The following is a translation of events as described by a “student”, a fellow participant of the UK Embassy raid in Tehran as told to snn.ir, a state media outlet.
What seems clear to me is that the in-fighting between the Iranian fascist uber-elite is a cause of this mess, but I wouldn’t doubt that there were genuine, imbecilic people there angry at the recent round of sanctions imposed on Iran by the British government. Once again, authentic anger at IsraelEUS is being used and abused to take us down a spiral of possible war (and more sanctions, at the least).
Somebody tell this guy: maybe you don’t have that much time to lock doors and windows when you are fleeing?
With Thanks to Naj @ Neo-Resistance for providing the link to the original article.
There were notices about a religious ceremony in front of the embassy at our school.
I got there around 3:30, and the ceremony had started an hour before, around 2:30. Already, people were on the walls of the embassy holding Ashura flags [Yesterday marked the beginning of the month of Ashura, a month of mourning in the Shi'a calendar].
It appeared as if some people had entered the embassy beforehand, had brought down the flag of the UK and had replaced it with an Iranian flag.
It appeared that people were quite distraught with the actions of the British [government], and that’s why they had stormed inside. I tried and succeeded to get in with the second round of protesters storming the embassy.
When we entered, not much was going on except for 3 computers that had been thrown to the ground from the windows.
The computer hard drives were missing, someone had taken them before we got inside.
After that, for about half an hour nothing much was going on. We could hear people chanting against the British from outside. About 60 people left the embassy, but 150 to 300 remained inside.
Once the sunset call to prayer [azan] was heard, protesters outside the embassy were more riled up than before, and about 1700 to 2000 people entered. After that, everything became chaotic.
From inside the embassy this is what we saw: a building surrounded by gates, on the right side of the main entrance. A church to the left. There were very elaborate buildings and an exceptional library which held odd objects, like diving gear and … Alcohol was abundant there and in the rooms and in the kitchens … If you want to picture it, try to imagine Sa’dabad Palace [The late Shah's residence which has since been turned into a museum] with more modern equipment. The kitchens were extremely elaborate, there was a room filled with clothes, and refrigerators abundant with all sorts of food, including Haram food, like Haram meat [pork, etc]. There was a small swimming pool at the back of the library building.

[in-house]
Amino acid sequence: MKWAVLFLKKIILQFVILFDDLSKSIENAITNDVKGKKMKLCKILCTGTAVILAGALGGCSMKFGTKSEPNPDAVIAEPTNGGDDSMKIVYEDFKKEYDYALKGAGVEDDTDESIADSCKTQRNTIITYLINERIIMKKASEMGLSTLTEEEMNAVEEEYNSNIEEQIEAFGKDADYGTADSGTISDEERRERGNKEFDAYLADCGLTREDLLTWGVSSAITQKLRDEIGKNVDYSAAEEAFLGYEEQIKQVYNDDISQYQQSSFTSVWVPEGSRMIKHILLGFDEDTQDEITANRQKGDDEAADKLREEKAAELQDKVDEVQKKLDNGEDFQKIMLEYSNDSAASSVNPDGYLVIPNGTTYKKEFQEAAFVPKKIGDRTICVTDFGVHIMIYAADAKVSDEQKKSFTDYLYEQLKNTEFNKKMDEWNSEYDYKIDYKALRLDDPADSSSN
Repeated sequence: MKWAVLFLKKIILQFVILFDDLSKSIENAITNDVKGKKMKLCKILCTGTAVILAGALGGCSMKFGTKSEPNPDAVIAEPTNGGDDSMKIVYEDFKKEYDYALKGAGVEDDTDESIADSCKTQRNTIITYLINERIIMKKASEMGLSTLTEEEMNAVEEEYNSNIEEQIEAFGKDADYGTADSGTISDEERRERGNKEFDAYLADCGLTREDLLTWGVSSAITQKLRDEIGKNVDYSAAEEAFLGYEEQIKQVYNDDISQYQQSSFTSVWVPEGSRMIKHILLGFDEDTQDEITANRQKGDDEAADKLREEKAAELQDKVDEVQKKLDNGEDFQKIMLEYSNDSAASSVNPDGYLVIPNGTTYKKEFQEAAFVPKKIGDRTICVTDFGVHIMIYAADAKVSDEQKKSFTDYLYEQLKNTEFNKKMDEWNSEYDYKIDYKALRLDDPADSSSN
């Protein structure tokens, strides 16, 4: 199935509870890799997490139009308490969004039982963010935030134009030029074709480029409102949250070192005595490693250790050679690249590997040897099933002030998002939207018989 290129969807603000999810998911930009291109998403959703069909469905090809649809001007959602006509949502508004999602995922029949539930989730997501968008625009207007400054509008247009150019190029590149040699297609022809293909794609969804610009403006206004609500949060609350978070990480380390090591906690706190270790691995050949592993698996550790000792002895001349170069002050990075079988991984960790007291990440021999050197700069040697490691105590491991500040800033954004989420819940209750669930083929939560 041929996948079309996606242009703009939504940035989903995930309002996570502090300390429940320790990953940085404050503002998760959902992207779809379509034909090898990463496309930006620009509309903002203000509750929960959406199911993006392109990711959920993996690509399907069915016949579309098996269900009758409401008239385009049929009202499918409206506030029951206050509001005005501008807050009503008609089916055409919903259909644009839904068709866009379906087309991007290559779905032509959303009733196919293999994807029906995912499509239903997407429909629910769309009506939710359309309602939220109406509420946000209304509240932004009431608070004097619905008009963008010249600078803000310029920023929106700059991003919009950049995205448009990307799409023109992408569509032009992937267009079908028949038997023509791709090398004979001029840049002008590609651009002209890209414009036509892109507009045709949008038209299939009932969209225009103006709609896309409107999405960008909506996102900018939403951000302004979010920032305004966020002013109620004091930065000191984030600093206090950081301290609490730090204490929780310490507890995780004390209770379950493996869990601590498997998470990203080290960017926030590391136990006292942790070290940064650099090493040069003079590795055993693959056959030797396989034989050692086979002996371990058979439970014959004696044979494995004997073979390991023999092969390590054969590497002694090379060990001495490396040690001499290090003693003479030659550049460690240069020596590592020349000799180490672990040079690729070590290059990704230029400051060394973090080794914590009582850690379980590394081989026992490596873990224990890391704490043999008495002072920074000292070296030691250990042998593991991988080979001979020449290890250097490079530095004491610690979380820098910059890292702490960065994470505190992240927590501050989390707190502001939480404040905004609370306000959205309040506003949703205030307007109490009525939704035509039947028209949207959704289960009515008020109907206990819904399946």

Once we exited the private courtyard, we got to the office buildings to our right, filled with clothing and food. It was obvious that that location was the joint administrative work area for the British and Iranian staff. The area was simple but well equipped.
In all the rooms of the office buildings, there were several telephones and walkie-talkies. Even the plumbing and electric sockets were European, and behind these office buildings was a workshop and a repair shop.
The office buildings and residential areas were connected with a wall. The students that had earlier entered had done nothing to the residential area, except for breaking a few bottles of alcohol, but when the chaos started and the masses entered, the destruction began.
[Just today, diplomats from Turkey, Canada, Venezuela, Mexico, etc visited the residential areas and expressed their shock at what they had seen: torn paintings, broken computer equipment everywhere, food splattered all over carpets, writings on the walls, etc]
The students were trying to protect the embassy, but it appeared that there were many people there bent on destroying everything.
We couldn’t tell who these people were or what party they belonged to, but they were obviously not students. Some were just there to throw things and create chaos, I wouldn’t be surprised if the Old Colonial Master [UK] had sent them to create a media spectacle.
What was very surprising was that the doors of all the rooms, houses and cars were left open. In such a tight security environment, this seemed very odd and unnatural.
Finally, around 7:40, Commander Radan [Tehran's deputy police chief] entered the embassy and gave an ultimatum to those inside. Most people left after the ultimatum, but those who refused were dragged out.
The police’s reaction before Radan’s appearance was forceful but polite but afterwards, some [protesters] were beaten and some even had to be taken to the hospital.